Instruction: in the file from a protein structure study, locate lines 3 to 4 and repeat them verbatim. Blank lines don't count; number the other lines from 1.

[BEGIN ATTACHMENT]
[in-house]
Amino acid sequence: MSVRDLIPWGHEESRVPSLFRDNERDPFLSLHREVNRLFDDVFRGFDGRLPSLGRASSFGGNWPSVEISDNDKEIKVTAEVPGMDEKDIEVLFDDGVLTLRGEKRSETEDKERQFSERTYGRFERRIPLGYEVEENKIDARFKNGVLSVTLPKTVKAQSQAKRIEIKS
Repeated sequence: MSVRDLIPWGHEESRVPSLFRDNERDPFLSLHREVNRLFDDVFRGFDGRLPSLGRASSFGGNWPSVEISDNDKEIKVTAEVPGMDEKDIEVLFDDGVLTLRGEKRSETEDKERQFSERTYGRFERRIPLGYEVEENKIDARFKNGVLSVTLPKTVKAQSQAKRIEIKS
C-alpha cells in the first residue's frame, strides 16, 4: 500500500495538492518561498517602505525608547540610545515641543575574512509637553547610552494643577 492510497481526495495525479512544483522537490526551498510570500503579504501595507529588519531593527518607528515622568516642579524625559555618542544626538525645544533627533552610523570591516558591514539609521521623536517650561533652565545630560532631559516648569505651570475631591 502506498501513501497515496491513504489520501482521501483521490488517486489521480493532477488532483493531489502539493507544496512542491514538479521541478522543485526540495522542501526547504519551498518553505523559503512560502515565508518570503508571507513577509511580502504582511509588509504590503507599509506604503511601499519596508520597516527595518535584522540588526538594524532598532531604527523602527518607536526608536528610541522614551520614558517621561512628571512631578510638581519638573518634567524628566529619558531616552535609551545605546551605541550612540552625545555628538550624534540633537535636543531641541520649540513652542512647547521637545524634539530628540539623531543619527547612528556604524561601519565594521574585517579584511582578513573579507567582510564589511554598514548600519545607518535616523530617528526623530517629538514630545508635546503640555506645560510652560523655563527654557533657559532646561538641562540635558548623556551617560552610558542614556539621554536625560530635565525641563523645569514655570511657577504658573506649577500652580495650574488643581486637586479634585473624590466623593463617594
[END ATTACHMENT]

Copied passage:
Repeated sequence: MSVRDLIPWGHEESRVPSLFRDNERDPFLSLHREVNRLFDDVFRGFDGRLPSLGRASSFGGNWPSVEISDNDKEIKVTAEVPGMDEKDIEVLFDDGVLTLRGEKRSETEDKERQFSERTYGRFERRIPLGYEVEENKIDARFKNGVLSVTLPKTVKAQSQAKRIEIKS
C-alpha cells in the first residue's frame, strides 16, 4: 500500500495538492518561498517602505525608547540610545515641543575574512509637553547610552494643577 492510497481526495495525479512544483522537490526551498510570500503579504501595507529588519531593527518607528515622568516642579524625559555618542544626538525645544533627533552610523570591516558591514539609521521623536517650561533652565545630560532631559516648569505651570475631591 502506498501513501497515496491513504489520501482521501483521490488517486489521480493532477488532483493531489502539493507544496512542491514538479521541478522543485526540495522542501526547504519551498518553505523559503512560502515565508518570503508571507513577509511580502504582511509588509504590503507599509506604503511601499519596508520597516527595518535584522540588526538594524532598532531604527523602527518607536526608536528610541522614551520614558517621561512628571512631578510638581519638573518634567524628566529619558531616552535609551545605546551605541550612540552625545555628538550624534540633537535636543531641541520649540513652542512647547521637545524634539530628540539623531543619527547612528556604524561601519565594521574585517579584511582578513573579507567582510564589511554598514548600519545607518535616523530617528526623530517629538514630545508635546503640555506645560510652560523655563527654557533657559532646561538641562540635558548623556551617560552610558542614556539621554536625560530635565525641563523645569514655570511657577504658573506649577500652580495650574488643581486637586479634585473624590466623593463617594